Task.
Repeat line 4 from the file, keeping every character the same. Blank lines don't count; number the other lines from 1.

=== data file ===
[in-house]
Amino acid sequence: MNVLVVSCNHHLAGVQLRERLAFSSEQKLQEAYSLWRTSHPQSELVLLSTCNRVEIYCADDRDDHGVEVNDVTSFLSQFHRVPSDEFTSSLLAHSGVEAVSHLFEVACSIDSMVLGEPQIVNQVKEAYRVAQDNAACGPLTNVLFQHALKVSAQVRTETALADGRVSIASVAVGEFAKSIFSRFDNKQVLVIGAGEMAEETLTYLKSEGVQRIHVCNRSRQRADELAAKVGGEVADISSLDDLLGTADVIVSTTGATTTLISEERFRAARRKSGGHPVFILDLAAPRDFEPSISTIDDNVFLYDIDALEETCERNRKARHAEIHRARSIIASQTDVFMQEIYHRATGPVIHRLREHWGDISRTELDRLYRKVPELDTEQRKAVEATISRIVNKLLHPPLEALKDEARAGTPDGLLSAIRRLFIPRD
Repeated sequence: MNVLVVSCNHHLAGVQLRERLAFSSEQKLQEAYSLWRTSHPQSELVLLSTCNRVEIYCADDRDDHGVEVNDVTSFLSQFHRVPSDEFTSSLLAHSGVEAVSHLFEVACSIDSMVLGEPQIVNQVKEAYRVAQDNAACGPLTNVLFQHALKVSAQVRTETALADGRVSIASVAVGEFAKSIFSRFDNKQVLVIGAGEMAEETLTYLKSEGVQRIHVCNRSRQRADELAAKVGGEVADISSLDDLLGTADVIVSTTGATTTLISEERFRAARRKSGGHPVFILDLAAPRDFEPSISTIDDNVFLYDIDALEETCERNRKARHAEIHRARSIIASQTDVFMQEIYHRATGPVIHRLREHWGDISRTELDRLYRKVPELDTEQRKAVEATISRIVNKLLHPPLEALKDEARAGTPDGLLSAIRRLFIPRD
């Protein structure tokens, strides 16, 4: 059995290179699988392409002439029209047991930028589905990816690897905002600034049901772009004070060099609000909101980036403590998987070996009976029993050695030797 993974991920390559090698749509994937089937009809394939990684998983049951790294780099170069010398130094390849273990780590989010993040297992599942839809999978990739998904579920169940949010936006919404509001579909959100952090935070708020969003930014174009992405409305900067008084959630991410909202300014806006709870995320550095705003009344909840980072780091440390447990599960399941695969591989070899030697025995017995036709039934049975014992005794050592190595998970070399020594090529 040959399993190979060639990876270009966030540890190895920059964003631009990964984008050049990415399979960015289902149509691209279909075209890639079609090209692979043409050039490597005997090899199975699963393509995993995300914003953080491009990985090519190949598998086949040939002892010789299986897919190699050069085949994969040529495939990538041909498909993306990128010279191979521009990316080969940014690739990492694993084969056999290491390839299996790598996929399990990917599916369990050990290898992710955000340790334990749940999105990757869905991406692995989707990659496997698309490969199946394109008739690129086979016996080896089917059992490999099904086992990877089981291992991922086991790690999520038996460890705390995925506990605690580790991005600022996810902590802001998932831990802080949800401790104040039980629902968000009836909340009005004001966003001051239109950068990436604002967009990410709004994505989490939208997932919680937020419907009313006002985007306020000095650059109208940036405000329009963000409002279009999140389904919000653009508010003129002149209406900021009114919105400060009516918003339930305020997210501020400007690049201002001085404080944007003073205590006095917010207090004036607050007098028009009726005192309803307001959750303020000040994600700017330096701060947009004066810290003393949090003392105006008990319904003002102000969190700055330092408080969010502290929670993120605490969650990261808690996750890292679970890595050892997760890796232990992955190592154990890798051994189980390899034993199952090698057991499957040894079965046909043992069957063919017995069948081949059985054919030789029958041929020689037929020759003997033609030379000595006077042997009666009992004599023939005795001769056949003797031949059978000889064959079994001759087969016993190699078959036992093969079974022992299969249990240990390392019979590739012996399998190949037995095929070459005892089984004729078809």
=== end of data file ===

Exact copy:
């Protein structure tokens, strides 16, 4: 059995290179699988392409002439029209047991930028589905990816690897905002600034049901772009004070060099609000909101980036403590998987070996009976029993050695030797 993974991920390559090698749509994937089937009809394939990684998983049951790294780099170069010398130094390849273990780590989010993040297992599942839809999978990739998904579920169940949010936006919404509001579909959100952090935070708020969003930014174009992405409305900067008084959630991410909202300014806006709870995320550095705003009344909840980072780091440390447990599960399941695969591989070899030697025995017995036709039934049975014992005794050592190595998970070399020594090529 040959399993190979060639990876270009966030540890190895920059964003631009990964984008050049990415399979960015289902149509691209279909075209890639079609090209692979043409050039490597005997090899199975699963393509995993995300914003953080491009990985090519190949598998086949040939002892010789299986897919190699050069085949994969040529495939990538041909498909993306990128010279191979521009990316080969940014690739990492694993084969056999290491390839299996790598996929399990990917599916369990050990290898992710955000340790334990749940999105990757869905991406692995989707990659496997698309490969199946394109008739690129086979016996080896089917059992490999099904086992990877089981291992991922086991790690999520038996460890705390995925506990605690580790991005600022996810902590802001998932831990802080949800401790104040039980629902968000009836909340009005004001966003001051239109950068990436604002967009990410709004994505989490939208997932919680937020419907009313006002985007306020000095650059109208940036405000329009963000409002279009999140389904919000653009508010003129002149209406900021009114919105400060009516918003339930305020997210501020400007690049201002001085404080944007003073205590006095917010207090004036607050007098028009009726005192309803307001959750303020000040994600700017330096701060947009004066810290003393949090003392105006008990319904003002102000969190700055330092408080969010502290929670993120605490969650990261808690996750890292679970890595050892997760890796232990992955190592154990890798051994189980390899034993199952090698057991499957040894079965046909043992069957063919017995069948081949059985054919030789029958041929020689037929020759003997033609030379000595006077042997009666009992004599023939005795001769056949003797031949059978000889064959079994001759087969016993190699078959036992093969079974022992299969249990240990390392019979590739012996399998190949037995095929070459005892089984004729078809």